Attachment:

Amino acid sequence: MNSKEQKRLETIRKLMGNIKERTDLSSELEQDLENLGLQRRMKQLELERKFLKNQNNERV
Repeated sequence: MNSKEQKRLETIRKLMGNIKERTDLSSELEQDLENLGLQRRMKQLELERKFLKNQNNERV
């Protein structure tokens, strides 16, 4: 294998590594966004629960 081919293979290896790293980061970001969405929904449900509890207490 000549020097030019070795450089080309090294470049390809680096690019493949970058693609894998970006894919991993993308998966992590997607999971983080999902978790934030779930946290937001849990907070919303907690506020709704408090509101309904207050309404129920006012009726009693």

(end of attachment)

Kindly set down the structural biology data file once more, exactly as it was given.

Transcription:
Amino acid sequence: MNSKEQKRLETIRKLMGNIKERTDLSSELEQDLENLGLQRRMKQLELERKFLKNQNNERV
Repeated sequence: MNSKEQKRLETIRKLMGNIKERTDLSSELEQDLENLGLQRRMKQLELERKFLKNQNNERV
């Protein structure tokens, strides 16, 4: 294998590594966004629960 081919293979290896790293980061970001969405929904449900509890207490 000549020097030019070795450089080309090294470049390809680096690019493949970058693609894998970006894919991993993308998966992590997607999971983080999902978790934030779930946290937001849990907070919303907690506020709704408090509101309904207050309404129920006012009726009693």